Like every comic book geek I know, I am hugely excited for the new Superman movie, Man of Steel. The previews are amazing and it shows every sign of being one of the best superhero movies ever made. But there is one thing that could ruin it. They could try to make Superman into a super-powered Batman.
Full disclosure: I feel proprietary about Superman. I grew up with the character. I encountered the old Richard Donner Superman movies at exactly the perfect time in my life, as a small child who wanted to believe I could fly. I must have watched Superman and Superman II twenty or thirty times, each. When I was about 4 my mother bought me a set of Superman pajamas, complete with cape. That was a mistake. She didn’t get me out of those pajamas until I left for kindergarten, at which point I presume she must have burned whatever threadbare rags I hadn’t completely worn away.
Some of the interviews and buzz about Man of Steel is that it’s going to make Superman more “relatable.” I hope that doesn’t mean it’s going to make him into some sort of dark, tragic, morally ambivalent outsider. Don’t get me wrong; I don’t have a problem with superheroes exhibiting those characteristics. But that’s not Superman. The thing that makes “Superman” Superman, the thing that appealed to a very young, un-cynical me, is the character’s purity. Superman fights bad guys not because he’s a tortured soul out for revenge, redemption, catharsis or whatever, but because he is a genuinely good man that wants to use his powers to help people. He helps people because it is the right thing to do.
For those that label this “boring,” I retort that in a world of egoistic antiheroes the most revolutionary character may be an un-ironic hero. Superman embodies the best aspects of the American story. He is an immigrant that comes to embody the highest virtues of his adopted homeland. He is an outsider by birth, yes, but a part of humanity by choice. His greatest power is his capacity to believe–actually believe–in something so quixotic as truth, justice, and the American way.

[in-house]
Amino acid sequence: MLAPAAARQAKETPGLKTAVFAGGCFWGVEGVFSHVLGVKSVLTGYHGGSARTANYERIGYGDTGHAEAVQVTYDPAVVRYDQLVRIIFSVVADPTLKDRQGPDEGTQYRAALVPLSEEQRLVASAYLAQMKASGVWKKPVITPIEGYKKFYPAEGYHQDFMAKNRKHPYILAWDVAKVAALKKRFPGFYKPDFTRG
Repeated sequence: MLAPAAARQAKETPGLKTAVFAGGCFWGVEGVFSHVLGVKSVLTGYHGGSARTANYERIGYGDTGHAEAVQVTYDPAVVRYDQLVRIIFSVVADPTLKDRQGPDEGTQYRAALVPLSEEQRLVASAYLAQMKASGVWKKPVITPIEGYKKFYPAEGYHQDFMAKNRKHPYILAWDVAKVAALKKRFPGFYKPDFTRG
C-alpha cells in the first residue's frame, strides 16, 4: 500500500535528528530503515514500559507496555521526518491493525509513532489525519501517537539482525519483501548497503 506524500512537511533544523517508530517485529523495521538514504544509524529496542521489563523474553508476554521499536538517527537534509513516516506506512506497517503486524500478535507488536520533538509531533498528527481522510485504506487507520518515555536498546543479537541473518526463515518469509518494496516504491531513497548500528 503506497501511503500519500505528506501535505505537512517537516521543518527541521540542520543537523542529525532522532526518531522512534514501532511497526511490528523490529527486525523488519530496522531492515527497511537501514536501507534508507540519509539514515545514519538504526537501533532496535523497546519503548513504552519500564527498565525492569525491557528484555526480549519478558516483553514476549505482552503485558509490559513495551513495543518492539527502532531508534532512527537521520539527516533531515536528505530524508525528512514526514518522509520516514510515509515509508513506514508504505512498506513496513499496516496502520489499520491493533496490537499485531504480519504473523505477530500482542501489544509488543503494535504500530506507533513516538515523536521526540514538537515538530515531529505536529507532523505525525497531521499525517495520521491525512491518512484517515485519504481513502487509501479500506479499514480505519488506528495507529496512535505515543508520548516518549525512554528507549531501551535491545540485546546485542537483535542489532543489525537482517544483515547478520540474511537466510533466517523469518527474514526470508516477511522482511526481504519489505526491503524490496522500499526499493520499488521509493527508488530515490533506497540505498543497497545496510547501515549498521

Does this mean Superman can’t have his complexities, his doubts, his anxieties and vulnerabilities? Of course not. It simply means his complexity is rooted in something other than a rejection of what’s wrong in society. His complexity comes from finding what’s right even in a society that no longer believes in itself. There is plenty of room for a relatable coming of age story that stays true to Superman’s fundamental purity of spirit.
In one of the theatrical previews for Man of Steel, Superman says that the “S” stands for hope. Hope is an interesting thing. It’s so simple even the smallest child watching Superman for the first time can understand and be inspired by it. But it also contains all the complexity of the human (and Kryptonian) belief that you can make things better. I know that the character I see Friday night will be more sophisticated and modern than the one I fell in love with when I was four. But I hope he is still recognizably the Superman I grew up with.